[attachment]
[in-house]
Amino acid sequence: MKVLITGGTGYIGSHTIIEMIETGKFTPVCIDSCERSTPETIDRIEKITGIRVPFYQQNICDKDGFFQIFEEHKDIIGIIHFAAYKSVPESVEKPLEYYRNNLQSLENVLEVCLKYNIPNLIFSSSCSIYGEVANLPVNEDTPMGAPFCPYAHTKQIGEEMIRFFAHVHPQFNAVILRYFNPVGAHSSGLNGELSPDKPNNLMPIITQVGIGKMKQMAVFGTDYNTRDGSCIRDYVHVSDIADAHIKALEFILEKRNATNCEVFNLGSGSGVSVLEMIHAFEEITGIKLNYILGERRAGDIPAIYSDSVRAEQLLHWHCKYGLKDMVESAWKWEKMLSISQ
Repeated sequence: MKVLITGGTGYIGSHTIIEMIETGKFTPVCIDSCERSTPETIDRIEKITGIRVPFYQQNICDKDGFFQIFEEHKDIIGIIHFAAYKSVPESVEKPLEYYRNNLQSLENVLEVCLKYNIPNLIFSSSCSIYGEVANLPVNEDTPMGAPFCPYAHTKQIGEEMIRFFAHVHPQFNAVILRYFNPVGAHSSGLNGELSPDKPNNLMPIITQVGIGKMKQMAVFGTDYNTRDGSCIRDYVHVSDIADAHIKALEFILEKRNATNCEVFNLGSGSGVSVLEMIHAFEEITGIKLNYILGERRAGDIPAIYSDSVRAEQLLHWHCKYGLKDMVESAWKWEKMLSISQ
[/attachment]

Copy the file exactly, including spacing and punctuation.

[in-house]
Amino acid sequence: MKVLITGGTGYIGSHTIIEMIETGKFTPVCIDSCERSTPETIDRIEKITGIRVPFYQQNICDKDGFFQIFEEHKDIIGIIHFAAYKSVPESVEKPLEYYRNNLQSLENVLEVCLKYNIPNLIFSSSCSIYGEVANLPVNEDTPMGAPFCPYAHTKQIGEEMIRFFAHVHPQFNAVILRYFNPVGAHSSGLNGELSPDKPNNLMPIITQVGIGKMKQMAVFGTDYNTRDGSCIRDYVHVSDIADAHIKALEFILEKRNATNCEVFNLGSGSGVSVLEMIHAFEEITGIKLNYILGERRAGDIPAIYSDSVRAEQLLHWHCKYGLKDMVESAWKWEKMLSISQ
Repeated sequence: MKVLITGGTGYIGSHTIIEMIETGKFTPVCIDSCERSTPETIDRIEKITGIRVPFYQQNICDKDGFFQIFEEHKDIIGIIHFAAYKSVPESVEKPLEYYRNNLQSLENVLEVCLKYNIPNLIFSSSCSIYGEVANLPVNEDTPMGAPFCPYAHTKQIGEEMIRFFAHVHPQFNAVILRYFNPVGAHSSGLNGELSPDKPNNLMPIITQVGIGKMKQMAVFGTDYNTRDGSCIRDYVHVSDIADAHIKALEFILEKRNATNCEVFNLGSGSGVSVLEMIHAFEEITGIKLNYILGERRAGDIPAIYSDSVRAEQLLHWHCKYGLKDMVESAWKWEKMLSISQ